Maine schools say toxic political climate is driving away international students

Several Maine high schools say they’ve never had such a hard time finding students from abroad to help fill out their classrooms.

Administrators say news about violent political protests, international travel bans and federal immigration crackdowns — combined with increased competition for students and raising costs — is making it more difficult to find students in their go-to recruitment locales.

“We’re just not sifting through a pile of applications like we have in the past,” said Mel MacKay, head of school at John Bapst. “Normally we have a waiting list.”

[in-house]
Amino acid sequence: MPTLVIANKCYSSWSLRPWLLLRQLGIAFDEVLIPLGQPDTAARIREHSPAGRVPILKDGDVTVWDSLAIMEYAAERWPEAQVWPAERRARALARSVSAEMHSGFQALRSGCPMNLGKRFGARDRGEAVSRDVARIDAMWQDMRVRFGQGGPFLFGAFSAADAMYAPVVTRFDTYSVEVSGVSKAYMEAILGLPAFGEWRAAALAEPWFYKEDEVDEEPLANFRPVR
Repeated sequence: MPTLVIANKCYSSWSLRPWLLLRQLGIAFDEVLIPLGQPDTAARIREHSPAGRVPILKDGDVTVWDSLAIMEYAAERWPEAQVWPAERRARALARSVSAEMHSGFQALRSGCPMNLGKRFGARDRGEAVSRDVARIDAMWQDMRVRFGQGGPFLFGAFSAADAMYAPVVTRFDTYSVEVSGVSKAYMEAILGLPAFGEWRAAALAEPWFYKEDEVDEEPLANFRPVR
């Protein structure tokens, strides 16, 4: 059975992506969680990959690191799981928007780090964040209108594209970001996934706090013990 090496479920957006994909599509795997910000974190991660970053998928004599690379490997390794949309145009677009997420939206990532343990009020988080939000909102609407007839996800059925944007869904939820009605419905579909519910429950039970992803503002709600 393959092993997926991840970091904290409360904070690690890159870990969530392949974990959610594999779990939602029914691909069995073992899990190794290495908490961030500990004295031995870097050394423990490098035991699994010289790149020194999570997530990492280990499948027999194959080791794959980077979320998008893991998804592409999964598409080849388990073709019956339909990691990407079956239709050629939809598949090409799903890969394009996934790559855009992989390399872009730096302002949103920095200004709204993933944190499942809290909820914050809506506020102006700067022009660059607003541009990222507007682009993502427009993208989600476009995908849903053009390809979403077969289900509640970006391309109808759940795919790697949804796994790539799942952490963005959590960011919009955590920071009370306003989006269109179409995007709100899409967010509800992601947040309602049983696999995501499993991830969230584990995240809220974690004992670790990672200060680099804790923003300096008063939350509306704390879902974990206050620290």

Stearns High School in Millinocket typically takes in between 10 and 12 international students each year. When school started this month, it had just two.

The shortage emerged suddenly this year, according to Wade Merritt, president of the Maine International Trade Center. MITC runs StudyMaine, an advocacy organization that represents a consortium of Maine high schools and colleges with international programs. It’s become such an issue of concern, that the MITC has scheduled an Oct. 17 workshop to discuss the reasons behind the shortage and brainstorm solutions.

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